What is Syphilis?
Syphilis is a bacterial infection which can be transmitted
person-to-person through close contact with an infected sore, which
usually occurs during vaginal, anal or oral sex. It can also be
transmitted by sharing sex toys or needles with an infected
The bacteria that cause syphilis are called Treponema
Syphilis is a disease of three stages, with distinct
Primary Syphilis (Stage 1)
The first symptom of syphilis is a painless but highly
infectious sore on the genitals, or sometimes around the mouth,
lips, tonsils, fingers or buttocks. The sore usually disappears two
to six weeks after it erupts. Left untreated, syphilis will then
progress to the second stage.
Secondary Syphilis (Stage 2)
Secondary syphilis symptoms include a non-itchy skin rash,
flu-like symptoms, small skin growths around the external opening
of the vagina and/or anus, weight loss, swollen glands and patchy
hair loss. These symptoms typically develop a few weeks after the
sore disappears and may disappear within a few weeks, or come and
go over a period of months. During this stage, syphilis can be
passed on to other people.
Following secondary symptoms, without treatment syphilis
progresses to a symptomless latent (dormant) phase, which may last
for several years. During this phase, the disease cannot be passed
on to other people.
After a period of dormancy, syphilis can develop to the most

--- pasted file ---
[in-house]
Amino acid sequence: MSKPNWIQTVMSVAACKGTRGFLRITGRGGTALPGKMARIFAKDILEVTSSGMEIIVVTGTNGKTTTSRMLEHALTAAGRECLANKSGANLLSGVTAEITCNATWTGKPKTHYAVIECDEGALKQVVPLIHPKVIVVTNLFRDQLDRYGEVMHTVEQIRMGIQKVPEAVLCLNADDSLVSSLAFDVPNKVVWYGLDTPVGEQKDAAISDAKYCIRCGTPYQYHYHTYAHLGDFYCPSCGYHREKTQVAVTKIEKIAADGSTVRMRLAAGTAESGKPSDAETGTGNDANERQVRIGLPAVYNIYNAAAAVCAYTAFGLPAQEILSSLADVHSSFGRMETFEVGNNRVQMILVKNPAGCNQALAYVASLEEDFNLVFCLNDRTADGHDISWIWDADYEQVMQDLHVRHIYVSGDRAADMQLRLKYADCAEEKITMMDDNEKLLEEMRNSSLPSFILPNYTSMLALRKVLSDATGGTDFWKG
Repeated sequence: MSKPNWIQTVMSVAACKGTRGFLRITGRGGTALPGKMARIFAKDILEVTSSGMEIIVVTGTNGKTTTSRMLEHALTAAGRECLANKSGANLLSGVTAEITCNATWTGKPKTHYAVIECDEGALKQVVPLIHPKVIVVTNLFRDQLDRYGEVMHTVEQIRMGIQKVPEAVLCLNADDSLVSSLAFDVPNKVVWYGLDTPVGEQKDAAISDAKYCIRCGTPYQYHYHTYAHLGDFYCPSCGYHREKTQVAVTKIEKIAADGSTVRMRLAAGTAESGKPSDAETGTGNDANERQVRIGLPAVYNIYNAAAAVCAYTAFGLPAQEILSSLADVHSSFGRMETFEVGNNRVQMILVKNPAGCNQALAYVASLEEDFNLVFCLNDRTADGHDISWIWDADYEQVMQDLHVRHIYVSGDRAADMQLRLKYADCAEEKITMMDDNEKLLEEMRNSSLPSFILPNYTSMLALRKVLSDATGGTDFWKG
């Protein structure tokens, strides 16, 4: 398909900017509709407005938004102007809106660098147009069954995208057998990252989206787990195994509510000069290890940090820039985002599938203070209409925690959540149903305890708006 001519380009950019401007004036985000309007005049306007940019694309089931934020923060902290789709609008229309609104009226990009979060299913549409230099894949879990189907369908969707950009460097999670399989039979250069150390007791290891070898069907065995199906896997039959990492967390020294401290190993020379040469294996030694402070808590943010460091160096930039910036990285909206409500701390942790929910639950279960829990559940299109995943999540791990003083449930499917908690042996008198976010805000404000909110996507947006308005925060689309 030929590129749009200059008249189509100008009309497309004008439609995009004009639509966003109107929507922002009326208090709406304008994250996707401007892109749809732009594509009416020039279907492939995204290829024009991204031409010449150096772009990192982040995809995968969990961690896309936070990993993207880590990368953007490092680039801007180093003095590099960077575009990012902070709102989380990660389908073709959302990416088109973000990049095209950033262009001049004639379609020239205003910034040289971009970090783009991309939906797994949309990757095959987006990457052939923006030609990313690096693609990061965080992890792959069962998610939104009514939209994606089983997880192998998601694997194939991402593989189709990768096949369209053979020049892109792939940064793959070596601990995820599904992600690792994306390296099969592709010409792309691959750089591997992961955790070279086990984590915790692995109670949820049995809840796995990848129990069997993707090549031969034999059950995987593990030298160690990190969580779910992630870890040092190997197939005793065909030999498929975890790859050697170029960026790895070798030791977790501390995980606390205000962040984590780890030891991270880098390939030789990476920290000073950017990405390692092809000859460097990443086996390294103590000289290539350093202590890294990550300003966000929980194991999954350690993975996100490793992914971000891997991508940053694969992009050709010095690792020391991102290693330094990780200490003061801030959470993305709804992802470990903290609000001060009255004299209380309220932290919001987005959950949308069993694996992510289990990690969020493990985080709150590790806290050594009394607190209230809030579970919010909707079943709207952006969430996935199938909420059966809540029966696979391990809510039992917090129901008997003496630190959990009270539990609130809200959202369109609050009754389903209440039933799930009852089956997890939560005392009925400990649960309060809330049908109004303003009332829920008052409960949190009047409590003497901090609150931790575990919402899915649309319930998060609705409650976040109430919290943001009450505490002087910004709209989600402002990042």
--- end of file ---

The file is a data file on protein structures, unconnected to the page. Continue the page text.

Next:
Tertiary Syphilis (Stage 3)
Left untreated, approximately a third of people with syphilis
will develop serious tertiary syphilis symptoms, which can arise
years or decades after initial infection.
Depending on what part of the body the infection spreads to
(brain, nerves, eyes, heart, bones, skin, blood vessels), tertiary
syphilis can present with any of the following symptoms:
- skin rashes
- loss of co-ordination
- heart disease
Tertiary syphilis can be fatal.
Primary and secondary syphilis are usually treatable with a
single dose of penicillin, which is injected into the buttock. Some
cases require multiple penicillin injections, which are
administered at weekly intervals.
For those allergic to penicillin, an alternative antibiotic is
prescribed in tablet form.
Tertiary syphilis must be treated with longer courses of
antibiotics, and while treatment can stop the infection, it cannot
repair or reverse the damage that has already been caused.
If your results indicate you may have a blood-borne STI, you
will be contacted directly by the Terrence Higgins Trust, regarding confirmatory
testing, treatment, advice and the availability of other